“A total of 4,241 workers were trained to the site specific orientation,” Blackbird design and build director Gabriel Medel Carratala and construction manager Melvin Ramcharitar said, pointing to a six-member joint health and safety committee that met every month rather than every three months as legislated. Committee members undertook inspections, supported workers on site, and oversaw health and safety management. Measures included a Daily Safe Start Card system designed to generate worker discussion about hazard recognition at the beginning of each work day. Project managers and supervisors used smart phones and tablets to log into an electronic form while conducting inspections on-site and to help identify and correct workplace hazards.
“The inspection reports upon completion would automatically be forwarded to (Blackbird) and the employers for action if needed,” Medel and Ramcharitar said, citing a total of 3,732 internal inspections, with time lost to injuries lower than project and even Worker Safety Insurance Board targets. “Health and safety is a relevant matter, and we put effort and resources (into) continuous improvement, analyzing any risk, and sharing (measures) with all staff.”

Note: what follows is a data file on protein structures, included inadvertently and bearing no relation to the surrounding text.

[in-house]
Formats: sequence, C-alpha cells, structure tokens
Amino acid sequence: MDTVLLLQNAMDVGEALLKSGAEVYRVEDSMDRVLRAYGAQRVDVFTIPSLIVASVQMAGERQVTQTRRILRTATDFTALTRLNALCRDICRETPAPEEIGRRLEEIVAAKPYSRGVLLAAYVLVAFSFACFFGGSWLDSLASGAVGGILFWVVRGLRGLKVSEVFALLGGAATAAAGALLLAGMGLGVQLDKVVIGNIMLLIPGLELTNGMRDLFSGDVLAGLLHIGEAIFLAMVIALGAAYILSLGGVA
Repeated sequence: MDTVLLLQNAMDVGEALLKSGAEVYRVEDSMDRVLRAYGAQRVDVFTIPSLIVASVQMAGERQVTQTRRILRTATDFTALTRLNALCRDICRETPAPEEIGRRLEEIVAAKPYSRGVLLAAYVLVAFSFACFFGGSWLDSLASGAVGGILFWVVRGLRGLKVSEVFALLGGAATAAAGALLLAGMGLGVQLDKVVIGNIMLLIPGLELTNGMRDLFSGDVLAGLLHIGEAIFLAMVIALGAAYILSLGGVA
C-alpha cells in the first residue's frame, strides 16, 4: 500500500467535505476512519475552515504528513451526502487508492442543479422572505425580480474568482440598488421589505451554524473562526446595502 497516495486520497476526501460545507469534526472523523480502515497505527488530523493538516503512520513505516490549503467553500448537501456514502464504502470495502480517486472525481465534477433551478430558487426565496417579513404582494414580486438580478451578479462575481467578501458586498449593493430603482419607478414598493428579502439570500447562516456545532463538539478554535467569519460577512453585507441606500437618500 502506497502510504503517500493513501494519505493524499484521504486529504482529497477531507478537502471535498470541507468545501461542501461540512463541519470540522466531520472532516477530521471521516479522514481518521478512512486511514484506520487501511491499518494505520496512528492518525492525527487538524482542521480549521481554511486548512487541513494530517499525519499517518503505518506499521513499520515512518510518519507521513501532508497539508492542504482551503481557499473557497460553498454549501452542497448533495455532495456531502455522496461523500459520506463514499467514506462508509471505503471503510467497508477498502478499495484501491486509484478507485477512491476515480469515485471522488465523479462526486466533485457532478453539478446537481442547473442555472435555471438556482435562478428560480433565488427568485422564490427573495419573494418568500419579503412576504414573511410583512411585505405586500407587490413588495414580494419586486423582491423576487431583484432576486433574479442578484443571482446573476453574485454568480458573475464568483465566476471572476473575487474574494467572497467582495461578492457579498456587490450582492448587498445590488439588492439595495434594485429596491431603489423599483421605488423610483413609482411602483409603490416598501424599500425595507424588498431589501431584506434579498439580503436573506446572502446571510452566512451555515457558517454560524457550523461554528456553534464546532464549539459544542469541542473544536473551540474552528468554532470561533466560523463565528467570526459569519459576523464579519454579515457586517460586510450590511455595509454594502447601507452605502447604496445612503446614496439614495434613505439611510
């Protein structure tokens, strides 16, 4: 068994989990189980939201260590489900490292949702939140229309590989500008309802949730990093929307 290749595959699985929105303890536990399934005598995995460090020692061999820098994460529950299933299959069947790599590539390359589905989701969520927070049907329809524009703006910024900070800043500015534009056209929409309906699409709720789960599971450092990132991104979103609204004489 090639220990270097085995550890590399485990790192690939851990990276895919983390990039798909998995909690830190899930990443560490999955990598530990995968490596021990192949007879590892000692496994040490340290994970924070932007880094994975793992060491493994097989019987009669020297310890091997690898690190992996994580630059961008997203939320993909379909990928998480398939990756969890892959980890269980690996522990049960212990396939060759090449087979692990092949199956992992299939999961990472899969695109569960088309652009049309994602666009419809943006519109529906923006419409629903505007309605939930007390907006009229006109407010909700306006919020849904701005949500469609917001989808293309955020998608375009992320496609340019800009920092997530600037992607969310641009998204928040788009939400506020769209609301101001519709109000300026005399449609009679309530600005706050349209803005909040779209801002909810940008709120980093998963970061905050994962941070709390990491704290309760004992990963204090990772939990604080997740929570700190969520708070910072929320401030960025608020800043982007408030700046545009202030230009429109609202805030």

With just a handful of minor, finishing touches such as landscaping, fencing and signage, Highway 407 becomes the product of two different provincial regimes. Despite its private ownership to the west and public ownership to the east, motorists are unlikely to notice any significant difference from one end to the other. “It will be maintained to the same standards as all of our freeways,” MTO’s Van Roon said, describing a seamless transition with just minor cosmetic changes. Some bridges have embossed images such as maple leaves, and there are assorted local touches where field stone, barn boards and other items were salvaged and embedded into commemorative cairns and gateway signs. “The bridge embossments, gateway features and other aesthetics were a part of the Indigenous and cultural heritage commemoration prescribed through the environmental assessment process,” Van Roon explained.
Calvin Curtis, central region director with MTO’s provincial highways management division, said the completion represents the culmination of many years of work by multiple parties, including government, agencies, consultants, and companies involved in the design-build. “From a transportation corridor perspective, it is the final piece in the 407 corridor which now extends from Burlington to Clarington, providing a critical transportation connection and option for travellers in the GTA.”
Saul Chernos is a freelance writer.